The Value of Trust:...

The Value of Trust:

The Perspective of a Person with a Disability
by Michael J. Kennedy

I am a person who needs a lot of physical assistance throughout the day, at home and at work. Although I have been married for over a year, I still need the same level of support as before to live my daily life and to work at my job. I have learned a lot about making a good working relationship with the people who support me at home and at work.

I believe that a good working relationship happens at different levels. I have had several people who have worked with me for years, and I have given it a lot of thought. One level is having a friendly relationship with the person who supports me. I get to know the person and they get to know me, and we learn about each other's likes and dislikes. While this is happening, we are both learning about whether we can trust each other. We show each other that we care about each other as friends and human beings, not just as coworkers or boss-employees.

For me, one thing that works to get to this level is to interject a little humor into the relationship. By joking and laughing, they get to see what kind of a person I am, not just as a hard-nosed boss who has work for them to do but as a full human being, and at the same time I am learning what kind of person they are. I am getting the things I need done, but it's in a relaxed atmosphere. It's not tense and uncomfortable for them even though they may be working hard--and believe me, my aides do work hard.

At a deeper level--and this doesn't happen with everyone who works with me--trust builds between us to the point that we can rely on each other. There are some people who work for me who I feel I can trust with my life. I know that they will do whatever is needed. I can give them money or a blank check and a key to my house and send them grocery shopping, knowing that they will do the shopping, bring the groceries home and put them away, and will not violate my trust by stealing from me or destroying anything I own. I can have them work in the house when my wife and I are not there. I know that if we had a bad snowstorm they would not let that stop them from coming over. I know that if our phone went dead and they didn't hear from us and couldn't reach us, they would come over to the house to see what was wrong.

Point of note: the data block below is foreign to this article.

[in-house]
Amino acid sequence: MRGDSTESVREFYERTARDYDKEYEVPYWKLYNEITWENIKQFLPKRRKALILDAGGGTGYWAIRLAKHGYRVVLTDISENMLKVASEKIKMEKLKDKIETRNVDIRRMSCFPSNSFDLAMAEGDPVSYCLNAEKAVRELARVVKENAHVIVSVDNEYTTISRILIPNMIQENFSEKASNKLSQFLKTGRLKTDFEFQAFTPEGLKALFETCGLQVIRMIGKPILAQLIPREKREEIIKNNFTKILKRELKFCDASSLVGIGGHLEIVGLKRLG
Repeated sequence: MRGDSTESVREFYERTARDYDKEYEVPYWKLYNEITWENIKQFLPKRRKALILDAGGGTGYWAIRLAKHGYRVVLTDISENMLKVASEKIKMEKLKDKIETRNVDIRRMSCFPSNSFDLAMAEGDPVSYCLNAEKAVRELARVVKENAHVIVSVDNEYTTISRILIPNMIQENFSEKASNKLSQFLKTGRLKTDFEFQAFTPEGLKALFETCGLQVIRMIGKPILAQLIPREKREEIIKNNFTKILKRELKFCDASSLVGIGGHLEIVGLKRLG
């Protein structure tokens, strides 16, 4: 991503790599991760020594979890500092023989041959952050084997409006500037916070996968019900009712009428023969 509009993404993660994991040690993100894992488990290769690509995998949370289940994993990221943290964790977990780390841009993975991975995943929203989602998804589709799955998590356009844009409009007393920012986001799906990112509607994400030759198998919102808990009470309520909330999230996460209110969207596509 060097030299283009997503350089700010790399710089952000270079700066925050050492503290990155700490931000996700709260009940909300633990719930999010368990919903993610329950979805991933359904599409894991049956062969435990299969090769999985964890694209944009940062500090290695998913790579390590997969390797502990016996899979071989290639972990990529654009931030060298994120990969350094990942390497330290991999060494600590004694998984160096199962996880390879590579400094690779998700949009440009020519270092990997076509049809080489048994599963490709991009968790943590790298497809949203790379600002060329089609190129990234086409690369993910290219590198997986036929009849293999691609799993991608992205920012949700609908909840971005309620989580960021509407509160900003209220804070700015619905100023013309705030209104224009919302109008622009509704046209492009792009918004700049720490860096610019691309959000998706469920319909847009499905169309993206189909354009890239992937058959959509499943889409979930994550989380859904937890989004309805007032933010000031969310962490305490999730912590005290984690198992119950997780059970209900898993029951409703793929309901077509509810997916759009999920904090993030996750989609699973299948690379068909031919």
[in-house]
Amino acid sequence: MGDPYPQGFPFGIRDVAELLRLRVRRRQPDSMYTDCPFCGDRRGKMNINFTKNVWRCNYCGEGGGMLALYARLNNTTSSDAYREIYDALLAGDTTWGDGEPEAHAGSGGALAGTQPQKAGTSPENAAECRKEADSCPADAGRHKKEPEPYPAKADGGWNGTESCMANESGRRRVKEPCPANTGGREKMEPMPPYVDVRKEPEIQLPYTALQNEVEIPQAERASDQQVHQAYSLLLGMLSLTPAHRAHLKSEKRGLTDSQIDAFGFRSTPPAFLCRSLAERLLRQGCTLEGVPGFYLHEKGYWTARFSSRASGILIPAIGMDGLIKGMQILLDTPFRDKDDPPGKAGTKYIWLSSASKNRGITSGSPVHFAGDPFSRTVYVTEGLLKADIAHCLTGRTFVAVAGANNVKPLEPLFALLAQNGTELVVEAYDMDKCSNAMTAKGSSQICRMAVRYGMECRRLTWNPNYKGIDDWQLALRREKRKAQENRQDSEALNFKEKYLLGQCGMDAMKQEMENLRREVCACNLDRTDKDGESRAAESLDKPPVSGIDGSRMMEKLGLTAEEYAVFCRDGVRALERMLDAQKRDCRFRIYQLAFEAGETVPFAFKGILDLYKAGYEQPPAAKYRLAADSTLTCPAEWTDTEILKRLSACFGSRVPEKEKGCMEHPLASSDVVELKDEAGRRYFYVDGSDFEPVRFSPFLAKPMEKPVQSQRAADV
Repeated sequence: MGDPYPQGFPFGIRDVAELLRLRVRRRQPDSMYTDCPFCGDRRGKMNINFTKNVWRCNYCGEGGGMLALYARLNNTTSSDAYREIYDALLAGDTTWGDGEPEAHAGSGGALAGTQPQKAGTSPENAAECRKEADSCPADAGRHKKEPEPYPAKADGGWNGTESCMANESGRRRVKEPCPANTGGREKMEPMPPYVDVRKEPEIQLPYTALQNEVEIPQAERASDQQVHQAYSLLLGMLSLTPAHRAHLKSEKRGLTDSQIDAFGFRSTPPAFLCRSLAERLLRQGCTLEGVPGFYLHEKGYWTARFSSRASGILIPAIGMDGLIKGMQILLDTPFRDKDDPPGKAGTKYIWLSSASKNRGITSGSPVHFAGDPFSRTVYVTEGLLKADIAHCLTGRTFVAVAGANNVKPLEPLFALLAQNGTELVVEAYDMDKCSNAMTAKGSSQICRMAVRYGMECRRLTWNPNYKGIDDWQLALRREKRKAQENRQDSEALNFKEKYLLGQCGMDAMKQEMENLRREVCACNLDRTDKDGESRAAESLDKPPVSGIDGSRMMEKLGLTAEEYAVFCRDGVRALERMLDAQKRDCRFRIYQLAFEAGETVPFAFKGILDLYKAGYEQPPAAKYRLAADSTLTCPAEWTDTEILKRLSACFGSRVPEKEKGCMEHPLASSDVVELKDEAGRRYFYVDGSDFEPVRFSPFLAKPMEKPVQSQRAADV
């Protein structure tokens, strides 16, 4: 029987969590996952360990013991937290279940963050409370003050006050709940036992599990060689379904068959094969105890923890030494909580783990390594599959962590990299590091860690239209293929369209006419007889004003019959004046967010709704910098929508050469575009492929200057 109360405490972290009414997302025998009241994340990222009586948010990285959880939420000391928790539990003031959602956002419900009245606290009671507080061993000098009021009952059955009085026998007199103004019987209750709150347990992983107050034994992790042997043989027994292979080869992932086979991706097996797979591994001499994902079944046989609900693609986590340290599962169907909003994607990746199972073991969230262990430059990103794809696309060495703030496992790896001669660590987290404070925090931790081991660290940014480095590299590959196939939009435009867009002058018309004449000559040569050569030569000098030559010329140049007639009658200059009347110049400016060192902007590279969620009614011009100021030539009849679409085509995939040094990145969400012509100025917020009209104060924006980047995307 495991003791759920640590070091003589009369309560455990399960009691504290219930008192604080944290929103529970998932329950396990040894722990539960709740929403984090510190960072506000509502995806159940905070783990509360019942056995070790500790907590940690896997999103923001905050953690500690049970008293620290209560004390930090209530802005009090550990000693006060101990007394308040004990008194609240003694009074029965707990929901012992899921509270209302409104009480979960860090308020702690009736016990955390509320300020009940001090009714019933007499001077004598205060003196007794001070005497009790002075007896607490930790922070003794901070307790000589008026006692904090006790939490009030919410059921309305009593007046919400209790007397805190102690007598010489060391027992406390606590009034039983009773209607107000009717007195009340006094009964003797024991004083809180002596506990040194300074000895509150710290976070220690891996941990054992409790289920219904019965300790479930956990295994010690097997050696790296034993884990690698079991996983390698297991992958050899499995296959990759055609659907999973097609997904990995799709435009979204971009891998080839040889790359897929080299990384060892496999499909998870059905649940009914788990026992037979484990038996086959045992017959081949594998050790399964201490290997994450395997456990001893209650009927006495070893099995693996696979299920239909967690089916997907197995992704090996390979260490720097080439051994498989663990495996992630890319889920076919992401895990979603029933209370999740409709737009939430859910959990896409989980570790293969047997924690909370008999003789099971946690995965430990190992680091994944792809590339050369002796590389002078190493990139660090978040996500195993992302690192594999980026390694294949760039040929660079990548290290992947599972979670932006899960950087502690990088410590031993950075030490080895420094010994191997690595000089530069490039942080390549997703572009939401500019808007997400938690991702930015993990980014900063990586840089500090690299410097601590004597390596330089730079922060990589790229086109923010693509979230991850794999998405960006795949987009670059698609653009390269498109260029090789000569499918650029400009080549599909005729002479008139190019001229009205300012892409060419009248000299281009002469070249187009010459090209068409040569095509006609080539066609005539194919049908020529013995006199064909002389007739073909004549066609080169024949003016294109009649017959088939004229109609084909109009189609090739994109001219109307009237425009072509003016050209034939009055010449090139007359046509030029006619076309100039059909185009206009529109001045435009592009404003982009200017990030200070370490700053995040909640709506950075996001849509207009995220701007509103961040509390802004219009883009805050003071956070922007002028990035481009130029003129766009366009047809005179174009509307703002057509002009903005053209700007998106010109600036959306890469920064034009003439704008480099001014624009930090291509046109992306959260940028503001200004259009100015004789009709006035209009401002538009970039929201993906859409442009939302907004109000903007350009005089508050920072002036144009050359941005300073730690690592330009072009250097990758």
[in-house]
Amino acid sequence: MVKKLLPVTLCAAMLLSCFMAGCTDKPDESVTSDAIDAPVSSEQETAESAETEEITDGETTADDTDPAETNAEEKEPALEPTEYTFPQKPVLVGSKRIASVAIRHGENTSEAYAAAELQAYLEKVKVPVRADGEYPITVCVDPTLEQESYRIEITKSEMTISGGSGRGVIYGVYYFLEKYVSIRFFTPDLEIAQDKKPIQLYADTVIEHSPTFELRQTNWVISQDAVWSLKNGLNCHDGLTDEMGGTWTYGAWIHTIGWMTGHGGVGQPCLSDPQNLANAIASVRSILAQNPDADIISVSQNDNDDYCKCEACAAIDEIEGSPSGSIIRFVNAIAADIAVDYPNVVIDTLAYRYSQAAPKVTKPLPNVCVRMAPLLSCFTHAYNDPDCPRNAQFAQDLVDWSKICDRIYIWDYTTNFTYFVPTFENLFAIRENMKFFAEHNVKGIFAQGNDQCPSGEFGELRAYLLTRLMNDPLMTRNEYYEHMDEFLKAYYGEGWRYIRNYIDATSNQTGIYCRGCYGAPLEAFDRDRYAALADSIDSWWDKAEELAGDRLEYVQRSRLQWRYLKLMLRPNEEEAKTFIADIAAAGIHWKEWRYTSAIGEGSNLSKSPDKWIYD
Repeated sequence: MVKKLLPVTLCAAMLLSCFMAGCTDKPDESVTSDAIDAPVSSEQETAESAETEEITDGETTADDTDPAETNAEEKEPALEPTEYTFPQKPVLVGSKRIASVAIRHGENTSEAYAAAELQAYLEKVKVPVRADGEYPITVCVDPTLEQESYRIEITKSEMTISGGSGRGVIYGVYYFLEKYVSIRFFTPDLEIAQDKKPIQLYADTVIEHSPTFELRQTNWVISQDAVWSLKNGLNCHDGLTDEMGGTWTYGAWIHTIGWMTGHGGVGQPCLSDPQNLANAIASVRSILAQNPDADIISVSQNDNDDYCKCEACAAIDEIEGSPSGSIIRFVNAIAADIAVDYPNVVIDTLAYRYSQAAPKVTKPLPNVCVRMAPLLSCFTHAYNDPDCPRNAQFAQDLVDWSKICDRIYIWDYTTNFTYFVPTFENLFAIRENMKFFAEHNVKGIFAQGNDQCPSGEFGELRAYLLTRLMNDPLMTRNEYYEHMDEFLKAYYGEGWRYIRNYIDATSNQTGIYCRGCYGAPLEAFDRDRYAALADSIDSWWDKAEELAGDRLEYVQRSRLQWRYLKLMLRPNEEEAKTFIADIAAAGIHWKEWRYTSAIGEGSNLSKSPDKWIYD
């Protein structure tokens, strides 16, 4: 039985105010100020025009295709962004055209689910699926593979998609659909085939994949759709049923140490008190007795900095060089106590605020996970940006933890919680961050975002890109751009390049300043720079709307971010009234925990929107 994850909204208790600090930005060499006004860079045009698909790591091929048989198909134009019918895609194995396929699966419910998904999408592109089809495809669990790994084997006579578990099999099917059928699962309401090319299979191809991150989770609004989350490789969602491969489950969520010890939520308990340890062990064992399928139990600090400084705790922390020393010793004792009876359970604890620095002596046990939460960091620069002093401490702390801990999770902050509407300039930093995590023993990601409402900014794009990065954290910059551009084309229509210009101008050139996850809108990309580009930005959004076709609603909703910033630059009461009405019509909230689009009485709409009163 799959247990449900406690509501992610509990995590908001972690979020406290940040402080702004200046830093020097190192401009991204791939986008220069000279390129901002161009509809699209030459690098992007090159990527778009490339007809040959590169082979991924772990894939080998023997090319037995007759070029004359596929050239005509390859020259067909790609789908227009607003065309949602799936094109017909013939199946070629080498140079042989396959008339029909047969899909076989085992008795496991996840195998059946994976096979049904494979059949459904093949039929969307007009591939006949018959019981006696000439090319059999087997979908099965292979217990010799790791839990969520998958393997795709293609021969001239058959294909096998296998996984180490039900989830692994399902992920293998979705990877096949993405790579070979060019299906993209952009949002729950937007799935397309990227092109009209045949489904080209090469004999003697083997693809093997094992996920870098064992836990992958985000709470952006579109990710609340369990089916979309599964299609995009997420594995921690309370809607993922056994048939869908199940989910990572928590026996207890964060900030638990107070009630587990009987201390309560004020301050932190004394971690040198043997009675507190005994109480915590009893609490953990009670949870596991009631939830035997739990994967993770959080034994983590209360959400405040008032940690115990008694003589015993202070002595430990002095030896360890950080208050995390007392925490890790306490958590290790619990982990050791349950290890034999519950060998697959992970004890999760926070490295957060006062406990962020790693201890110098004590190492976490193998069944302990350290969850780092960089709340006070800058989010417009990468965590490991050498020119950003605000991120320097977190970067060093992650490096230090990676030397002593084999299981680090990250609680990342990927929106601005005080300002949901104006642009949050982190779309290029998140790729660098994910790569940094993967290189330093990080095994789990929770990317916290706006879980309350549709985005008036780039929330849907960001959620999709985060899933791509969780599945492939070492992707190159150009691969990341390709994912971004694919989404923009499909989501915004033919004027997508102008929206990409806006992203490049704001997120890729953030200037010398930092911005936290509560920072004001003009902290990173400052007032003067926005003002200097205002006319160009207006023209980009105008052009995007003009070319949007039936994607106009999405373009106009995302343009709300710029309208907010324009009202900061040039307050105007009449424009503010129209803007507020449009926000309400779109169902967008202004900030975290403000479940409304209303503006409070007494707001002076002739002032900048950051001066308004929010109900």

I think that at least some of my support people feel the same way about me. They know that if anything happened to them, my wife and I would do what we could to support them. Our relationship has developed to the point that it is a real give and take friendship. It is deeper than the level where you are just friendly with each other, when you are first getting to know each other.

Obviously, not everyone's situation will be the same as mine. Not everyone will be able to find people who are as caring as the people who support me. But it works both ways. I had to be caring toward them, and show them that we trust them with things like our possessions, for the caring relationships to develop as they have.That doesn't mean that we always agree on things. It can be hard for the two men who have been with me the longest to separate the aide relationship from the friendship. Sometimes they get fatherly or brotherly toward me, and tell me their opinions about how I should do things. Then I have to tell them that I am capable of making my own decisions about things, even though they may be wrong. I will say, "Thank you for the support, but I'll just have to take the risk."